Rodriguez-Piñero: The Van Dyk installation team is very thorough with close attention to detail. The mechanical installation of RoBB-AQC was very smooth because of Bollegraaf’s expert design team. They design and manufacture their equipment to very precise custom measurements, and when RoBB showed up, it fit perfectly on top of the feed conveyor. The chutes and feed hoppers for RoBB’s recovered material are also well-designed with real MRF usage in mind. The feed hoppers are in just the right place to accept RoBB’s throws and are sloped in such a way so that throws don’t bounce out. The chutes flow into the bunkers in such a way that products are directed away from the chute to prevent clogging. You can really tell the equipment has come from an experienced system and retrofit builder.
How is RoBB-AQC performing?
Rodriguez-Piñero: The purity of what RoBB recovers is perfect. It picks material and places it into the correct chute at a high accuracy rate. RoBB works very well when it is fed consistently and the rest of the plant is functioning properly. We are absolutely happy with the performance! The TOMRA high-resolution sensors, the gripper, and the proper design and placement of the chutes all play a role in the success of the purity. And it is reliable. We can get a consistently high level of performance from RoBB throughout each shift, day after day.
When deciding where to place RoBB-AQC, why did you choose to apply it where you did?
Rodriguez-Piñero: We considered placing RoBB in several spots in the Houston MRF. One was at the end of the container line sorting HDPE-natural from HDPE-color. Another was as a “last chance” sorter, rescuing value out of the end of line residue.
In the end, we choose the mixed paper QC line and made RoBB’s two sorting tasks be:
- Recovering outthrows (OCC) from the mixed paper. We get a higher value for the OCC when selling it as OCC rather than as part of the mixed paper bales.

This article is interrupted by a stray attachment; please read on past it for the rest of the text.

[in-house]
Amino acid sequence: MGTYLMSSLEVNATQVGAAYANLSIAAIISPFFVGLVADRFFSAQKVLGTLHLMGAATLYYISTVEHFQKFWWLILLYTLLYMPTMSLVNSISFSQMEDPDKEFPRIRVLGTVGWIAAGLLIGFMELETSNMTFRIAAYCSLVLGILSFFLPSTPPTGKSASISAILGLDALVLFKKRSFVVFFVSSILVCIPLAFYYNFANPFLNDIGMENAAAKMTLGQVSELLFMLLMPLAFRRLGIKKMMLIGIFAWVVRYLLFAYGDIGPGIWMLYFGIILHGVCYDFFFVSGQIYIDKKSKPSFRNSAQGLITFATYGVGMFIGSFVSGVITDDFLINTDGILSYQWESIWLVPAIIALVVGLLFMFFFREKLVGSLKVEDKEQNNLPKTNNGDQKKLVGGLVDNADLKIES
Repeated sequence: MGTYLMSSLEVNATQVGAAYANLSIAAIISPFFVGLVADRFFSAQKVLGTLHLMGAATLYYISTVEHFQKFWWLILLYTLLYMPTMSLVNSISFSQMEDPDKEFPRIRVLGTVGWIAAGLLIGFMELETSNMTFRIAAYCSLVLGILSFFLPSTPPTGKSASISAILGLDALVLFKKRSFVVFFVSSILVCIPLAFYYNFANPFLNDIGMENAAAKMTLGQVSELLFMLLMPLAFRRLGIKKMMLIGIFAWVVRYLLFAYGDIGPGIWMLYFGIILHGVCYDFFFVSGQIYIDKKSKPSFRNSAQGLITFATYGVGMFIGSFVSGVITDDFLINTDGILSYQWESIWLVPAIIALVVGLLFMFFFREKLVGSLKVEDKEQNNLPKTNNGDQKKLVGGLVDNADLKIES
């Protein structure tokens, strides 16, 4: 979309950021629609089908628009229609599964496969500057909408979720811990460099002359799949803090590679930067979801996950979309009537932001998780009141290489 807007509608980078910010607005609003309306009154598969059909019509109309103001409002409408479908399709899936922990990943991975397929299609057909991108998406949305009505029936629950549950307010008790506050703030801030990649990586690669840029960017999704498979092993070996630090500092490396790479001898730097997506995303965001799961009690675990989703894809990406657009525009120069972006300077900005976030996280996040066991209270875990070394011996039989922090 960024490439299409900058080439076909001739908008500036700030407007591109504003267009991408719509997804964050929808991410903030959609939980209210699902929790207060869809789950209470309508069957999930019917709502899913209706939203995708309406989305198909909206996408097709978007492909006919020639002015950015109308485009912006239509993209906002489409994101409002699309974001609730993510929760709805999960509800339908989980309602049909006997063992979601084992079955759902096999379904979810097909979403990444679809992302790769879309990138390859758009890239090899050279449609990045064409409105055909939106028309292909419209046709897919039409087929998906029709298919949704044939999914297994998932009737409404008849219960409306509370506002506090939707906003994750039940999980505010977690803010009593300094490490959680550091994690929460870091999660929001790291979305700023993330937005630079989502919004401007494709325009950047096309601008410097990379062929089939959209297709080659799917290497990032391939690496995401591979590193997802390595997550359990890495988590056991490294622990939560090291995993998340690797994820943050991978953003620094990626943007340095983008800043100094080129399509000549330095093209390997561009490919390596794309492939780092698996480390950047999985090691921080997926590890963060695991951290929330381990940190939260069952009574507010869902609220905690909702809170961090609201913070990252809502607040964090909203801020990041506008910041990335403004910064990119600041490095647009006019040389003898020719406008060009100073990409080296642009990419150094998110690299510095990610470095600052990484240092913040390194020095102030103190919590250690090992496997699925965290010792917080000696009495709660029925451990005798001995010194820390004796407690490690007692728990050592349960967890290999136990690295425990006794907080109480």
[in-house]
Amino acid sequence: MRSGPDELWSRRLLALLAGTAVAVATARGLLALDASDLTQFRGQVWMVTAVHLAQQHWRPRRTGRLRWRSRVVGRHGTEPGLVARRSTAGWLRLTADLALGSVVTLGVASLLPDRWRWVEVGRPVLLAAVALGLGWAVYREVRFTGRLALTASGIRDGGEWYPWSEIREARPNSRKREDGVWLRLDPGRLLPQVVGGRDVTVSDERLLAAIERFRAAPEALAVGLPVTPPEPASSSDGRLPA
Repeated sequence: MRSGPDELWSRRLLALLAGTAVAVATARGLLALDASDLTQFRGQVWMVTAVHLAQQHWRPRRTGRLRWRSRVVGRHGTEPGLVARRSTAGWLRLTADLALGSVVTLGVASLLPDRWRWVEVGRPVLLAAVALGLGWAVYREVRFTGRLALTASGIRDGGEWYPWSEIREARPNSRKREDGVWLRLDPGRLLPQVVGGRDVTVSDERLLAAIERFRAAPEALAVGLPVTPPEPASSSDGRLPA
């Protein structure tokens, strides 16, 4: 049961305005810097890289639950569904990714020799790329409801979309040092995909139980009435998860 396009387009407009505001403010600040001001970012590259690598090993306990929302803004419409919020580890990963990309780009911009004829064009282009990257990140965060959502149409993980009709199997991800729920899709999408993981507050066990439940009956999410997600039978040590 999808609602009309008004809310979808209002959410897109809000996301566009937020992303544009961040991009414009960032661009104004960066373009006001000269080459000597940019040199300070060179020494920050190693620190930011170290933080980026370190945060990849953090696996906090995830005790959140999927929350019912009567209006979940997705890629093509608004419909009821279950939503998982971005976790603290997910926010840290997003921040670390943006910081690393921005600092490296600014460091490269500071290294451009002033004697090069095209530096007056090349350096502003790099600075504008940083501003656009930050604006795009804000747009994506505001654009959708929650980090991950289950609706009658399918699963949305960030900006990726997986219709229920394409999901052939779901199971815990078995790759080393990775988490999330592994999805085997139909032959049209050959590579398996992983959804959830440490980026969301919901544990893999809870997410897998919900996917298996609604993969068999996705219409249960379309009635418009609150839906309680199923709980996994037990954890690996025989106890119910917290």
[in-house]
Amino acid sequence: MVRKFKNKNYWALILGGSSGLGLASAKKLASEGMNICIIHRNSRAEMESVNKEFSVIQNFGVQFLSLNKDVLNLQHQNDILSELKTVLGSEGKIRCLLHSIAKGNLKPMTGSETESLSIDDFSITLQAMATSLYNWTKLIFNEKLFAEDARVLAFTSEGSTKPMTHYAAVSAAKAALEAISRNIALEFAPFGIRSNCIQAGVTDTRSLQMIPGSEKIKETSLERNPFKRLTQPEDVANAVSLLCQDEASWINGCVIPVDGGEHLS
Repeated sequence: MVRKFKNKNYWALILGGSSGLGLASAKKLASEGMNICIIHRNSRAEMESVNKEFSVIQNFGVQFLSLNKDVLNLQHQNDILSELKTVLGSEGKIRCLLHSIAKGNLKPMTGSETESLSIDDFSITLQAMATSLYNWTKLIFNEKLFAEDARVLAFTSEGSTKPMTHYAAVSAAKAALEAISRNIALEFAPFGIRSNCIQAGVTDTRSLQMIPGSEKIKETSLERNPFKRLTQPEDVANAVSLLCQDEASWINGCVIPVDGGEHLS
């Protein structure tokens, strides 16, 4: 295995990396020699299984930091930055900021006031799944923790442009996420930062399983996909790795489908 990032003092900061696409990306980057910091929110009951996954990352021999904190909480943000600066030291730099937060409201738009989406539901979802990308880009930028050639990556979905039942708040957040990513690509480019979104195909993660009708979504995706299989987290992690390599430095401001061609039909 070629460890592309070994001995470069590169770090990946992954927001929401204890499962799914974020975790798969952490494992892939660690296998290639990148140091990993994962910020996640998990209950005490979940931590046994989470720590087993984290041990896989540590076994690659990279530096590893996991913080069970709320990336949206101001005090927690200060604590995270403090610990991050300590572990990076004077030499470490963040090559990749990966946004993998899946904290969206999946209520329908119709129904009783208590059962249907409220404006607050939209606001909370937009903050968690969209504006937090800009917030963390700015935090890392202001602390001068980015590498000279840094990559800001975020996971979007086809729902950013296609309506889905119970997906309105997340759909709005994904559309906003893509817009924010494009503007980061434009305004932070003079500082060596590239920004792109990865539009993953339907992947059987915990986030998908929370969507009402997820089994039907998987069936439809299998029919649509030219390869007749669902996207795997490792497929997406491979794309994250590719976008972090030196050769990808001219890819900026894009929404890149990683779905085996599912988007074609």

- Recovering prohibitives (bottles, cans, film) from the paper. This helps us improve mixed paper quality while recovering high-value Aluminum and PET from paper.
What do you see the future looking like at a waste processing facility? Do you see the equipment and available technology changing significantly in the next 5-10 years, and how?
Rodriguez-Piñero: I see future MRFs having more and more intelligence. I see more predictable maintenance features on SCADA and on control systems for optical sorters. I see robots that have multiple recipes allowing us to quickly change settings as our inbound material changes. I see flexible optical sorters that can eject OCC when we run residential volumes and then be reprogrammed to eject white paper when we run commercial/school volumes.
Would you consider adding another robot? If so, where do you think you would apply it to most benefit your system?
Rodriguez-Piñero: We’ve observed so far that the RoBB works very well in sorting 2D materials. So, I would consider adding another one on the quality control lines for any 2D products.
In 1984, Pieter and Erik van Dijk formed Van Dyk Baler Corp. to establish a market for the Bollegraaf single ram baler. Since then, we’ve grown to become a market leader by embracing a few basic principles:
- Work with customers to offer innovative and profitable recycling solutions
- Lead the industry in the development of new ...